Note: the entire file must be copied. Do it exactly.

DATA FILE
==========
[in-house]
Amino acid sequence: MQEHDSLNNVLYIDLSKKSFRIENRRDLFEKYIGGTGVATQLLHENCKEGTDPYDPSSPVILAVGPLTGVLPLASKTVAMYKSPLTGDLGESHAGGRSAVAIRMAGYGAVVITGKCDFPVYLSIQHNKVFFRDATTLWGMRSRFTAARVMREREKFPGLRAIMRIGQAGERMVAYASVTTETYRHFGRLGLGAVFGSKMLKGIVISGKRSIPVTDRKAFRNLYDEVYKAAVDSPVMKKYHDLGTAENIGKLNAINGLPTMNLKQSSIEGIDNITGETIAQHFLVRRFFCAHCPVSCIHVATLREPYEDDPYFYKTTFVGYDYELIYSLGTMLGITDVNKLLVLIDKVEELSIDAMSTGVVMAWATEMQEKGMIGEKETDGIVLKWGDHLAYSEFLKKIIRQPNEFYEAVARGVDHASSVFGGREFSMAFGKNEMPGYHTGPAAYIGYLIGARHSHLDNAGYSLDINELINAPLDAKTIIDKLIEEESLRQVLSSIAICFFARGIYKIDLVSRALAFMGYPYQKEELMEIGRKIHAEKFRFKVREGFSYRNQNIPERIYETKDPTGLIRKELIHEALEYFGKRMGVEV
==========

[in-house]
Amino acid sequence: MQEHDSLNNVLYIDLSKKSFRIENRRDLFEKYIGGTGVATQLLHENCKEGTDPYDPSSPVILAVGPLTGVLPLASKTVAMYKSPLTGDLGESHAGGRSAVAIRMAGYGAVVITGKCDFPVYLSIQHNKVFFRDATTLWGMRSRFTAARVMREREKFPGLRAIMRIGQAGERMVAYASVTTETYRHFGRLGLGAVFGSKMLKGIVISGKRSIPVTDRKAFRNLYDEVYKAAVDSPVMKKYHDLGTAENIGKLNAINGLPTMNLKQSSIEGIDNITGETIAQHFLVRRFFCAHCPVSCIHVATLREPYEDDPYFYKTTFVGYDYELIYSLGTMLGITDVNKLLVLIDKVEELSIDAMSTGVVMAWATEMQEKGMIGEKETDGIVLKWGDHLAYSEFLKKIIRQPNEFYEAVARGVDHASSVFGGREFSMAFGKNEMPGYHTGPAAYIGYLIGARHSHLDNAGYSLDINELINAPLDAKTIIDKLIEEESLRQVLSSIAICFFARGIYKIDLVSRALAFMGYPYQKEELMEIGRKIHAEKFRFKVREGFSYRNQNIPERIYETKDPTGLIRKELIHEALEYFGKRMGVEV